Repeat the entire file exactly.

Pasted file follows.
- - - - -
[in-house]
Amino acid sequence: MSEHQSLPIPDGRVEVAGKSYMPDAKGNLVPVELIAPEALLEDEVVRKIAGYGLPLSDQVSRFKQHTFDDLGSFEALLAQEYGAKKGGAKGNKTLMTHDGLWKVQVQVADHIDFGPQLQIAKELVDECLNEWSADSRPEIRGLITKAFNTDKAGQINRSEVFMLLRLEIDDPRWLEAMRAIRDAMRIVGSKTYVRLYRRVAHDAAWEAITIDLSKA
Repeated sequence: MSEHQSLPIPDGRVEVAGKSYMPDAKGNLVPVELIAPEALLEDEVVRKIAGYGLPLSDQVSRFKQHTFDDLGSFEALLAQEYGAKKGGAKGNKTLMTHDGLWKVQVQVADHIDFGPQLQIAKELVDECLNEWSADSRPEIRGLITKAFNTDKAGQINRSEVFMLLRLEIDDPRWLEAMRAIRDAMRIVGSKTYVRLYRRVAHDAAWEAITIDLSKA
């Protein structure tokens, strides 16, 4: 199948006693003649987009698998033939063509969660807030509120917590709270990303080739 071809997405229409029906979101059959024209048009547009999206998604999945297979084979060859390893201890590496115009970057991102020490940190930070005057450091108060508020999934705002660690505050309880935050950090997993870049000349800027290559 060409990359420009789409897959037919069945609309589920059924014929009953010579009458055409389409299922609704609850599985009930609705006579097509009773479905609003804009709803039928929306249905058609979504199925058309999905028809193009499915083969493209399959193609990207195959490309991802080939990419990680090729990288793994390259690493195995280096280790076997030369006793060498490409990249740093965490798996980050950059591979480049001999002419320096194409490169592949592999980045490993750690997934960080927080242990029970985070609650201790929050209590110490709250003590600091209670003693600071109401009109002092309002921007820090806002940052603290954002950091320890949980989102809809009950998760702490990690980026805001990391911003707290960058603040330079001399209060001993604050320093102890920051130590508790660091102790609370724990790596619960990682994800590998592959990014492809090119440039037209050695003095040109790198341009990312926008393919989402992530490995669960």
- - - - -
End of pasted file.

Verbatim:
[in-house]
Amino acid sequence: MSEHQSLPIPDGRVEVAGKSYMPDAKGNLVPVELIAPEALLEDEVVRKIAGYGLPLSDQVSRFKQHTFDDLGSFEALLAQEYGAKKGGAKGNKTLMTHDGLWKVQVQVADHIDFGPQLQIAKELVDECLNEWSADSRPEIRGLITKAFNTDKAGQINRSEVFMLLRLEIDDPRWLEAMRAIRDAMRIVGSKTYVRLYRRVAHDAAWEAITIDLSKA
Repeated sequence: MSEHQSLPIPDGRVEVAGKSYMPDAKGNLVPVELIAPEALLEDEVVRKIAGYGLPLSDQVSRFKQHTFDDLGSFEALLAQEYGAKKGGAKGNKTLMTHDGLWKVQVQVADHIDFGPQLQIAKELVDECLNEWSADSRPEIRGLITKAFNTDKAGQINRSEVFMLLRLEIDDPRWLEAMRAIRDAMRIVGSKTYVRLYRRVAHDAAWEAITIDLSKA
């Protein structure tokens, strides 16, 4: 199948006693003649987009698998033939063509969660807030509120917590709270990303080739 071809997405229409029906979101059959024209048009547009999206998604999945297979084979060859390893201890590496115009970057991102020490940190930070005057450091108060508020999934705002660690505050309880935050950090997993870049000349800027290559 060409990359420009789409897959037919069945609309589920059924014929009953010579009458055409389409299922609704609850599985009930609705006579097509009773479905609003804009709803039928929306249905058609979504199925058309999905028809193009499915083969493209399959193609990207195959490309991802080939990419990680090729990288793994390259690493195995280096280790076997030369006793060498490409990249740093965490798996980050950059591979480049001999002419320096194409490169592949592999980045490993750690997934960080927080242990029970985070609650201790929050209590110490709250003590600091209670003693600071109401009109002092309002921007820090806002940052603290954002950091320890949980989102809809009950998760702490990690980026805001990391911003707290960058603040330079001399209060001993604050320093102890920051130590508790660091102790609370724990790596619960990682994800590998592959990014492809090119440039037209050695003095040109790198341009990312926008393919989402992530490995669960």